Q&A: TAMBA’s Ben Fish on trails, family and Tahoe mountain biking
He’s the man behind the resurgence of the Tahoe Area Mountain Biking Association — the formerly dormant bike organization now making a significant impact on the Tahoe riding scene. But if you’ve met Ben Fish you’d know it’s not just him; it’s a family affair. He, his wife Amy, and their son Max are the new backbone of all things mountain biking in the basin. If there’s a major trail work project or an event, you can bet they’re all there.
The Tribune caught up with Fish to find out how they became the first family of Tahoe mountain biking, get some trail pointers and see what’s in store for the future of the basin.
It’s seems like any time there’s something trail-related going on in Tahoe, you and your family are there. What’s the draw to being so invested in trails up here?
Since I was a kid I’ve loved trails. I scratched in close to 5 miles of trails behind my parents house as a kid growing up [in Connecticut]. I guess you could say it’s an addiction. I just love being out in the woods riding my bike, being on trails and sharing it with other people. It’s even better now that I have family. It’s just great.
Are you talking about riding or working on trails?
Both. The riding is better than the working.
Between you, your wife Amy and your son Max, how did it become such a family thing?
I think just by default, really. Because Amy and I, we both didn’t want to give up riding or working on trails. Max was literally a year old and we’d drag him out on trail days.
He’s six now — has he grown into it with the same passion?
Oh yeah. He takes pride in wearing his TAMBA trail work T-shirt to kindergarten. He has TAMBA stickers all over his stuff. He goes to the bike park and is like, “I helped build that.” He rides Corral Trail and he can identify what berm he worked on. It’s pretty crazy for a 6-year-old.
Does he like the work as much as the riding?
No. Not at all.
How would you describe the state of trails in the Tahoe Basin?
We’re kind of on an upward trajectory.
There’s still a long way to go. There are different areas that are better connected; for instance, South Lake is better connected than Kings Beach. I’m talking about connections to neighborhoods and mountain peaks and everything.
I think we could improve the interconnected network of trails so you’re not necessarily driving to a trailhead and can basically ride from your door or your hotel. South Lake is pretty good in that sense, but in other areas you have to get in a car to do something, or there are trails that just essentially dead-end. You have to do them as an out-and-back.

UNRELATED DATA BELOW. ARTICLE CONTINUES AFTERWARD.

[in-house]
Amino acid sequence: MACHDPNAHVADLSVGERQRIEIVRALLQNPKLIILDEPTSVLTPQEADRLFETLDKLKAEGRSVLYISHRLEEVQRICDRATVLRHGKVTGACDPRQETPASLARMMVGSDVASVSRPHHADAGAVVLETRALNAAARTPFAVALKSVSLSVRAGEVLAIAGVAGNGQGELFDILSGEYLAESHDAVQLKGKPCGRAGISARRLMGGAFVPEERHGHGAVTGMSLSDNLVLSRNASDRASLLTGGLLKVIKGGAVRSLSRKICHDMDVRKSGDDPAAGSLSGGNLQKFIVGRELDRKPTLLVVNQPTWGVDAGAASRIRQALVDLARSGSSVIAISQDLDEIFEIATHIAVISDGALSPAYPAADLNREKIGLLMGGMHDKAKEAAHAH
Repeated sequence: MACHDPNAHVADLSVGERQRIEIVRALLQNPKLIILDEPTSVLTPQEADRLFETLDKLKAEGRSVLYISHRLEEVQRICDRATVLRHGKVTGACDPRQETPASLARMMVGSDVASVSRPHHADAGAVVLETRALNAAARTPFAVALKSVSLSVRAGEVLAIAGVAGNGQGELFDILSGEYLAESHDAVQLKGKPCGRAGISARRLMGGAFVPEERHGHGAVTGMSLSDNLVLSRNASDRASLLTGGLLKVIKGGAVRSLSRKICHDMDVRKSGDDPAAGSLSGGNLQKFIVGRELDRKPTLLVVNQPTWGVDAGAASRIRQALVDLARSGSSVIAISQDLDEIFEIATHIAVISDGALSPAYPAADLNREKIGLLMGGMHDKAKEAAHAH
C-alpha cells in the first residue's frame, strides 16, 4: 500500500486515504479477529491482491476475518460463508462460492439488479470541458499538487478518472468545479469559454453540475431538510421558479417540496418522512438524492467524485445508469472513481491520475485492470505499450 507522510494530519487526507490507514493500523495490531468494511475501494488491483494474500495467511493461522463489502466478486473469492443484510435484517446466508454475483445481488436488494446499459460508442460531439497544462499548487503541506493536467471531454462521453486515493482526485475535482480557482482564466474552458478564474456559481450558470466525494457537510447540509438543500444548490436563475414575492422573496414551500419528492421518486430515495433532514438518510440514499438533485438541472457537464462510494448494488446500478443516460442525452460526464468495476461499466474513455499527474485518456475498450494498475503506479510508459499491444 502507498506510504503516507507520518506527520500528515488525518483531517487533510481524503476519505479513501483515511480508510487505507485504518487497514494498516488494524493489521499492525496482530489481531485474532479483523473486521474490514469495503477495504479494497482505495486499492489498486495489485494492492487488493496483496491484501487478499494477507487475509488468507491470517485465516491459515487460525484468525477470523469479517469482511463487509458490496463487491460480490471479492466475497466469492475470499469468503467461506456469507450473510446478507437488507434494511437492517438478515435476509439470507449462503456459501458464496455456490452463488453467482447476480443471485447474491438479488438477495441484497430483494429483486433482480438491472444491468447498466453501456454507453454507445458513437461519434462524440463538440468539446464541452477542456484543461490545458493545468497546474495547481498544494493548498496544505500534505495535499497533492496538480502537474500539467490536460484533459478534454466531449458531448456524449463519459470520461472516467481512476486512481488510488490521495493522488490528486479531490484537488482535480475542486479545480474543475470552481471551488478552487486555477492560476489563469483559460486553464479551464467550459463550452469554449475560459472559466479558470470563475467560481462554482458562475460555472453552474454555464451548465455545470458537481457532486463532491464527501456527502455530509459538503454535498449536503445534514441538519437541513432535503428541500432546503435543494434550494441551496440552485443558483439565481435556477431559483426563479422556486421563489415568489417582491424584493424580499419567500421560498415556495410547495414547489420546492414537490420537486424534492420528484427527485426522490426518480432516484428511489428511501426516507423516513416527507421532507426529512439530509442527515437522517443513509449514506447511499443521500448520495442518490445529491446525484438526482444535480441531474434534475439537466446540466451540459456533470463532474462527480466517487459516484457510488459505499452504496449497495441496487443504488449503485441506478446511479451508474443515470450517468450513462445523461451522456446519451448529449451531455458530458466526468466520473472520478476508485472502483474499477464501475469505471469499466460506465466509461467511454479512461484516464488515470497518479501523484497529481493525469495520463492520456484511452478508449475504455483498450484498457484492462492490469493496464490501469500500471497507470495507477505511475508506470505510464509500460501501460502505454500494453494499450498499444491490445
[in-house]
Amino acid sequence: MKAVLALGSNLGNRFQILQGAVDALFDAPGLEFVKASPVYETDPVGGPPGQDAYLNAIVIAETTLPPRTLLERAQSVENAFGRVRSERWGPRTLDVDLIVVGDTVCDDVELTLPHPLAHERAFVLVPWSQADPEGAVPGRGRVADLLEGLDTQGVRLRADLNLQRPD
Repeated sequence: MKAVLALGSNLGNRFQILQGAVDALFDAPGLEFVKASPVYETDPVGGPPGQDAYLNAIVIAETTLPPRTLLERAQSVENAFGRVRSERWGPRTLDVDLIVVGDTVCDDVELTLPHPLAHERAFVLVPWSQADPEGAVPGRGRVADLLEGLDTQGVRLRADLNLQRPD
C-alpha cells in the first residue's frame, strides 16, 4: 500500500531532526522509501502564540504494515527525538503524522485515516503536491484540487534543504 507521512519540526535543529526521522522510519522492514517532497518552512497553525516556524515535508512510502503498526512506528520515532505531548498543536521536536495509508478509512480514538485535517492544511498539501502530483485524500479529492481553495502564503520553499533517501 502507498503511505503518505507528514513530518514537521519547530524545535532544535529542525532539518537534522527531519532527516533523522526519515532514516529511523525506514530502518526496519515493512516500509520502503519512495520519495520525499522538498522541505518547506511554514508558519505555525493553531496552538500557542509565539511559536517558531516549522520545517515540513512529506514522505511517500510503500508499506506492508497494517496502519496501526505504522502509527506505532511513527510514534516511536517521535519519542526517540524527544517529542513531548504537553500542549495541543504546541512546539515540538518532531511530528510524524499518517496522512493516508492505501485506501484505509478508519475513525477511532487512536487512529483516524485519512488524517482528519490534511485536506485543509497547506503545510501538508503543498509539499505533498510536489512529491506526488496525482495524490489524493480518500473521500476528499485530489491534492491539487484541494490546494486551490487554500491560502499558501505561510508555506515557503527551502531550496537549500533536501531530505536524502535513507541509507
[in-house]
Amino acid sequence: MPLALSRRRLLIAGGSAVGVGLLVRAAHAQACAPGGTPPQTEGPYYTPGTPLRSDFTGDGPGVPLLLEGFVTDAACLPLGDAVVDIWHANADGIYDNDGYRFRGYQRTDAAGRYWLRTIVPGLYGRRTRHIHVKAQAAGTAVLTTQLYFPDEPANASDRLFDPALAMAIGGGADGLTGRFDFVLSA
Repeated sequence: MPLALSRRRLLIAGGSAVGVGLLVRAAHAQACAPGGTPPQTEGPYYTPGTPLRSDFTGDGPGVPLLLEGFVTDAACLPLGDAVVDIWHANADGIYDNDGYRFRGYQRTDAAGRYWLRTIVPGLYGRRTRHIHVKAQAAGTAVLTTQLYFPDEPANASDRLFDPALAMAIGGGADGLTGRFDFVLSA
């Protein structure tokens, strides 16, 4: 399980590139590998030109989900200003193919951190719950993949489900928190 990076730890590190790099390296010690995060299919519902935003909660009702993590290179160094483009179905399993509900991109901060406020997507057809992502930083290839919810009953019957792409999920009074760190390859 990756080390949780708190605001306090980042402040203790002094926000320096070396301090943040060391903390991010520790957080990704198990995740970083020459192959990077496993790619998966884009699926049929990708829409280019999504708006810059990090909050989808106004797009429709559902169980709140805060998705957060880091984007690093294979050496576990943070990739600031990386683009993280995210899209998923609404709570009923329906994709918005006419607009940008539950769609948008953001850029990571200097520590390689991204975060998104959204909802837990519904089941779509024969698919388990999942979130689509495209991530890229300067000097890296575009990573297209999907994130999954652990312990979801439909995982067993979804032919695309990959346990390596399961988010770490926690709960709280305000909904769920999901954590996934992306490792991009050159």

You and Amy moved here in 2003; how have you seen the mountain bike scene change since then?
When we moved here there were really a lot less trails. There wasn’t as much of a scene. TAMBA was dormant. You didn’t really know where to ride, I guess. Unless you ran into someone.
The first time I rode Toads, I rode up it, which was completely asinine.
Amy used to do a lot of racing, so we kind of got into that scene of meeting people through downhill racing. That really helped.
Since then, the Forest Service has done an amazing job of building more trails and making connections that make it possible to loop things. So you’re not just doing an out-and-back. They’ve built more trails, and in the right places.
They’ve also done some big improvements on existing trails. Some trails like Cold Creek were there, but they were kind of crummy; same thing with Armstrong Pass.
TAMBA is hosting its first Trail Summit this weekend. What’s the idea behind that?
It’s kind of a “pump up Tahoe” meeting. I’ve curated a lot of speakers to learn from them, industry leaders, other organizations. We’re trying to get a collection of the minds together so we can trade notes and look toward the future.
What kind of things would you like to see in the future?
There could be great things, like a trans-Sierra hut-to-hut system. The kind of things that are going on in New Zealand or Europe.
These kind of big ideas are what excites me.
Anything in the nearer future?
Heavenly. I think it’s the greatest opportunity to fill in a black hole of trails. There’s really no trails up there right now. To have the potential to have a lift-served bike park along with a better interconnected multi-use system will be great. Up and around Heavenly and by the largest population center at Tahoe, it’s going to be huge.
What is the timeline for that?
It’s moving forward. It should be within the next couple years.
What’s your favorite trail?
Toads. Toads and Star Lake Trail. If I have a new favorite it would be Star Lake. It’s a great trail up and down. Linking Star Lake over to Toads is good.
If someone comes to town for just one day, what is the must-ride?
If you’re in town for one day I think you have to ride Corral, just for the pure fun factor. It doesn’t take a lot of time and it’s not going to kill your endurance.
Or Van Sickle for the views. It’s another really well-built trail.